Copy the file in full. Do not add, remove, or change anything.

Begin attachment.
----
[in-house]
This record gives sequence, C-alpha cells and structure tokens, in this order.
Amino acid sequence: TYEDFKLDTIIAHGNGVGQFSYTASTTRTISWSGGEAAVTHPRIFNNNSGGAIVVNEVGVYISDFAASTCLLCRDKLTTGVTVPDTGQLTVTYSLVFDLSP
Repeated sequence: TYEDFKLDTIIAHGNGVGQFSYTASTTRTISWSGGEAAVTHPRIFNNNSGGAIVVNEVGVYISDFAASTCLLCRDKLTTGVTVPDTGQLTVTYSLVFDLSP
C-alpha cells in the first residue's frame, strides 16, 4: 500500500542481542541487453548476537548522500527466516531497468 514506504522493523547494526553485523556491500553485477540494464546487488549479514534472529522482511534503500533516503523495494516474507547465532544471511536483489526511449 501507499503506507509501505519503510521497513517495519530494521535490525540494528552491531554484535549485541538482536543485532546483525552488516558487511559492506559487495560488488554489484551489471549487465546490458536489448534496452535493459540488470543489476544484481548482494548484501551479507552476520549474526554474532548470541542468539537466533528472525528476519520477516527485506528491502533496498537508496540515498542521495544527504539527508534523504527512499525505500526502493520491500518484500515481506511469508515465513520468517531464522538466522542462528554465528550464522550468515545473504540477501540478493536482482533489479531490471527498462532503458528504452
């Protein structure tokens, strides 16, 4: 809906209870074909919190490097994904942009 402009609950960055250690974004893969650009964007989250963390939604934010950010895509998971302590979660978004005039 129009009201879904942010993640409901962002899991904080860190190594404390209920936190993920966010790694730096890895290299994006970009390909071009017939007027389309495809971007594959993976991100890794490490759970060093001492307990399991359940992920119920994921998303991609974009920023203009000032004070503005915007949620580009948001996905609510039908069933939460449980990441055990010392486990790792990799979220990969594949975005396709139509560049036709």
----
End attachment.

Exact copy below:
[in-house]
This record gives sequence, C-alpha cells and structure tokens, in this order.
Amino acid sequence: TYEDFKLDTIIAHGNGVGQFSYTASTTRTISWSGGEAAVTHPRIFNNNSGGAIVVNEVGVYISDFAASTCLLCRDKLTTGVTVPDTGQLTVTYSLVFDLSP
Repeated sequence: TYEDFKLDTIIAHGNGVGQFSYTASTTRTISWSGGEAAVTHPRIFNNNSGGAIVVNEVGVYISDFAASTCLLCRDKLTTGVTVPDTGQLTVTYSLVFDLSP
C-alpha cells in the first residue's frame, strides 16, 4: 500500500542481542541487453548476537548522500527466516531497468 514506504522493523547494526553485523556491500553485477540494464546487488549479514534472529522482511534503500533516503523495494516474507547465532544471511536483489526511449 501507499503506507509501505519503510521497513517495519530494521535490525540494528552491531554484535549485541538482536543485532546483525552488516558487511559492506559487495560488488554489484551489471549487465546490458536489448534496452535493459540488470543489476544484481548482494548484501551479507552476520549474526554474532548470541542468539537466533528472525528476519520477516527485506528491502533496498537508496540515498542521495544527504539527508534523504527512499525505500526502493520491500518484500515481506511469508515465513520468517531464522538466522542462528554465528550464522550468515545473504540477501540478493536482482533489479531490471527498462532503458528504452
């Protein structure tokens, strides 16, 4: 809906209870074909919190490097994904942009 402009609950960055250690974004893969650009964007989250963390939604934010950010895509998971302590979660978004005039 129009009201879904942010993640409901962002899991904080860190190594404390209920936190993920966010790694730096890895290299994006970009390909071009017939007027389309495809971007594959993976991100890794490490759970060093001492307990399991359940992920119920994921998303991609974009920023203009000032004070503005915007949620580009948001996905609510039908069933939460449980990441055990010392486990790792990799979220990969594949975005396709139509560049036709």